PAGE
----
Measure M calls for an extension of a half-cent sales tax, and the addition of another half-cent tax, all to fund transportation projects.
If it passes, it will raise up to $860 million dollars a year for improving freeways and expanding the public transportation network.
Whether you support or oppose Measure M, you probably agree that traffic congestion in L.A. is terrible and that something has to be done.
Most experts say the real solution is changing behavior - getting people out of their cars, and into alternate forms of transportation. So, we asked Sue Carpenter, the host of our series about modern mobility, The Ride, to embark on a little experiment.
For more on her car free experience and all things Measure M, Take Two's A Martinez spoke to Carpenter, KPCC's transportation reporter Meghan McCarty and Jason Jordon of the Washington, DC-based Center for Transportation Excellence.
What does Measure M do, if voters end up approving it?
McCarty: "It's got this long list of capital projects that will be undertaken over the next 40 years with the revenues from a sales tax increase, so it includes some pretty major rail expansions including a subway under that nightmare 405 Sepulveda pass, an extension of the Gold Line all the way to Claremont, it would accelerate construction of the Purple line subway which is now going to Westwood, that would be accelerated by 10 years and finish by 2024. It includes some kind of express transit, most likely light rail, down Van Nuys boulevard in the valley and also down Vermont Ave in central L.A. Also, some money for some big highway improvements, some of the biggest ones are expanding the 5 in Northern L.A. county, this desert corridor to the Antelope valley and another section connecting to the ports. It would fund state of good repair and operation for Metro into the future so that they could kind of keep up all this infrastructure that they're building and keep operations going."
How much will it cost and how will it get paid for?
McCarty: "This is an extension of the half-cent sales tax that we approved in 2008 with Measure R, with an additional half-cent added on to that and both of those half cents would go theoretically forever, or until voters decide to repeal them. It would also give Metro much stronger borrowing power to get loans to finish projects faster. This would raise $120 billion dollars over 40 years and in terms of what that would cost us as citizens of L.A. county, Metro estimates that each half-cent increase in the sales tax cost the average family about $25 bucks a year so the Measure R one costs voters $25 bucks a year, we're paying that right now, that would go on. And then this additional half-cent would cost voters another $25 dollars a year."
Sue, from your reporting, and your recent car-less-ness, what do you see as the critical things that have to happen to make it easier for people to get around without getting behind the wheel?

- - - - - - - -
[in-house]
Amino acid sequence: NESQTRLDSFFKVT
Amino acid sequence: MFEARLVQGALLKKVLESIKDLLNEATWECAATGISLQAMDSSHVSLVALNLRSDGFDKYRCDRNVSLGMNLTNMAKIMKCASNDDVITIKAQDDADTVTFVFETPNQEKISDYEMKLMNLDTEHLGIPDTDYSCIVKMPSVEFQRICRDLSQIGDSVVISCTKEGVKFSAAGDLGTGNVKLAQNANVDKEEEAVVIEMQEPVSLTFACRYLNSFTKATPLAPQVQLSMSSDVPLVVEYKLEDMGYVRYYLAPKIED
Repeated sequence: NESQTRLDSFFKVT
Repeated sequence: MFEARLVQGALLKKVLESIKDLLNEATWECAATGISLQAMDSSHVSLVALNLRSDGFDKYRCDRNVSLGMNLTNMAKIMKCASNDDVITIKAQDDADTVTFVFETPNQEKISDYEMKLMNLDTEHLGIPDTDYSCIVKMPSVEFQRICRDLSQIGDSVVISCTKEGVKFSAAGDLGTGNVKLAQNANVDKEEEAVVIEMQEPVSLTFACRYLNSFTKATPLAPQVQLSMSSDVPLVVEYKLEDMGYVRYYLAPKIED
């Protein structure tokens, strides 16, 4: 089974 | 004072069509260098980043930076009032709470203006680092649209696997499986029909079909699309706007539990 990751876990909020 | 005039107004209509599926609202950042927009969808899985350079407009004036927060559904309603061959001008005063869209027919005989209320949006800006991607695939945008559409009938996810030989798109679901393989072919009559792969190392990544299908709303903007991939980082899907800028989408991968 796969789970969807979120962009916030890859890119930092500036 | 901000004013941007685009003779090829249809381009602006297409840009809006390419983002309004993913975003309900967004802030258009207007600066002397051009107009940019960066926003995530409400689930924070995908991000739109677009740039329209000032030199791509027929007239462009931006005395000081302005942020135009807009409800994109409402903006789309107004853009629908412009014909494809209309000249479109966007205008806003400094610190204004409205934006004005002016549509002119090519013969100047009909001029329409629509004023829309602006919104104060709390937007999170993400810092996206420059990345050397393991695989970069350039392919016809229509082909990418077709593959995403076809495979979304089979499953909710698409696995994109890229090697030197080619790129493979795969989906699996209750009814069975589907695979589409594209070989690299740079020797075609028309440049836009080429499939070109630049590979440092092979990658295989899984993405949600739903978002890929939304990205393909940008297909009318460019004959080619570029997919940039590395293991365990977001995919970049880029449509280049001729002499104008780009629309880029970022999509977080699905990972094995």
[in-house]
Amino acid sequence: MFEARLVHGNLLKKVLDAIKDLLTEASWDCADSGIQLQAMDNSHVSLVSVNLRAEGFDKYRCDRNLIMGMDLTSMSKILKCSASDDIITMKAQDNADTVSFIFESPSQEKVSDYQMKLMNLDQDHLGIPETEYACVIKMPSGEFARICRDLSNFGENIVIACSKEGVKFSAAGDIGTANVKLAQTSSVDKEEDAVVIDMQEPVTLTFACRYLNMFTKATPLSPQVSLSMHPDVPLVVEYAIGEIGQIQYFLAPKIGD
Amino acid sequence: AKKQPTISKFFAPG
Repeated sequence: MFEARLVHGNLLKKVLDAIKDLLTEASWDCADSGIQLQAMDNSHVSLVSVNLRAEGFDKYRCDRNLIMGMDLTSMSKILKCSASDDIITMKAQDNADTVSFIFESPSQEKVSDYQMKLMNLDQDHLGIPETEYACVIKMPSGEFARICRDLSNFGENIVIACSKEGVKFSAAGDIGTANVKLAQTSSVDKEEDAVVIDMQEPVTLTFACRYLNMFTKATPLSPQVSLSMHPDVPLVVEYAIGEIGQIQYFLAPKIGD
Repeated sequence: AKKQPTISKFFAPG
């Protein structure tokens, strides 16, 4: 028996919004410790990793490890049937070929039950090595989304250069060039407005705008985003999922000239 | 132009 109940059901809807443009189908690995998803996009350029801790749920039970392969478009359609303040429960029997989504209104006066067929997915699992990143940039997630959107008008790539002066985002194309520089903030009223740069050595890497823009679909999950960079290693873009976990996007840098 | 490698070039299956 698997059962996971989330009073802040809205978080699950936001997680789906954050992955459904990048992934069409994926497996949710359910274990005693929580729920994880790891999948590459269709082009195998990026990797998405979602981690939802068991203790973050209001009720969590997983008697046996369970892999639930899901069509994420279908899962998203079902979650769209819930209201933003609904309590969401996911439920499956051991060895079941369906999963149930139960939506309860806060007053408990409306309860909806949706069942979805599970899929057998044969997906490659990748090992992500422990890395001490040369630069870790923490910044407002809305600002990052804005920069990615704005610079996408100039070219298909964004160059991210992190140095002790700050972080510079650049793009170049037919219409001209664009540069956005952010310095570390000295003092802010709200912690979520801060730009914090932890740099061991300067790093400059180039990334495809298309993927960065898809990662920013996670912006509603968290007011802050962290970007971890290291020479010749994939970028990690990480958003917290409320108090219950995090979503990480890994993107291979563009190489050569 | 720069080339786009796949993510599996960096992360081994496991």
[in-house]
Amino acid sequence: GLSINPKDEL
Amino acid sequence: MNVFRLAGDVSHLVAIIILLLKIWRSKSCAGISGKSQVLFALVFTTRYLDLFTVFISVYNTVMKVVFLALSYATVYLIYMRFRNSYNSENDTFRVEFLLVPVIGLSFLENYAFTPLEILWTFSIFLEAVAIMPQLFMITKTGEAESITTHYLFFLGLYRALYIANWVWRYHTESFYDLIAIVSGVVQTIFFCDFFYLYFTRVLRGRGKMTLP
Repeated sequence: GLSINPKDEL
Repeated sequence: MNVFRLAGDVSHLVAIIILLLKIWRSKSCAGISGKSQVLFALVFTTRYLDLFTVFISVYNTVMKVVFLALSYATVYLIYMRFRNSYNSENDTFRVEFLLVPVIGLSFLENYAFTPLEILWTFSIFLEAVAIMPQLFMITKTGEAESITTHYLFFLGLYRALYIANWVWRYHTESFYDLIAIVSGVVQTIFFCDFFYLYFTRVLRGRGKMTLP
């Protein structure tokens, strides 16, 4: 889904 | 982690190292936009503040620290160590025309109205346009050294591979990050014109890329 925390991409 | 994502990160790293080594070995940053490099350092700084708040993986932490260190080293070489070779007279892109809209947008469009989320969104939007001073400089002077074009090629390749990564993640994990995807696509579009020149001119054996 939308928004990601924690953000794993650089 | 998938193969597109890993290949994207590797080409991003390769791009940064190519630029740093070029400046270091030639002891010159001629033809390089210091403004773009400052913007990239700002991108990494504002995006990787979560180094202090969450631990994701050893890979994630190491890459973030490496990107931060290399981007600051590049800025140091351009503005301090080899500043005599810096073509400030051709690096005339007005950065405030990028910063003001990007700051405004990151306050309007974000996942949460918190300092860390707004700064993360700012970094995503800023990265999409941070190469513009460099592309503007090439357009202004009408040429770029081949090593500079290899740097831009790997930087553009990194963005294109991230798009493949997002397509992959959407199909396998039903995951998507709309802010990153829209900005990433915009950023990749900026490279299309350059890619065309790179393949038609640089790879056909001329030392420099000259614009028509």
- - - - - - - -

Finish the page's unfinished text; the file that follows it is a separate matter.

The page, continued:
Carpenter: "Number one is innovation, which I'm sorry to say doesn't really exist in Measure M, which is calling for more of the same. So, big rail projects, better buses, improved highways, Metro says that Measure M projects are designed to make transit more convenient and affordable for three specific groups: Senior citizens, students and the disabled. It really is not about convincing people like me to give up my car though it should be, considering traffic and population projections. It's almost like Metro has given up on anyone who doesn't have to take it out of necessity and I'm just remembering that about eight years ago I interviewed Jay Leno and we were talking about this upcoming spate of electric vehicles and I asked him if he thought they were going to succeed and he said something that I think is just equally applicable to transit or how we get around which is: 'For any new technology to succeed it has to be better than what currently exists.' So, is Metro better than a personal car right now? In a lot of ways it is not...."
It's been reported that Measure M is the most expensive and ambitious of any plan on the ballot in this country. Is that, in fact, the case, and how does the L.A. plan compare with other measures in other communities?
Jordon: "It's certainly the largest, and maybe that's no surprise given the size of L.A. county and the overall ambitions of the plan you were speaking of earlier. But although it's the largest, it's not alone. There are five other measures across the country that are estimated to raise more than a billion individually new investments. Seattle for instance will be voting on a package estimated at at least $54 billion dollars. I also think it's important to remember that these are investments. There's a proven record of significant return on those investments, both in L.A. and around the country as I said, since 2000 voters have accrued these more than 70 percent of the time and that's a pretty amazing record politically when you stop to think of it. And I think one of the reasons is that people understand they're investing in specific projects and a specific plan that will benefit themselves whether they use transit or not."
To hear the full segment, click the blue play button above.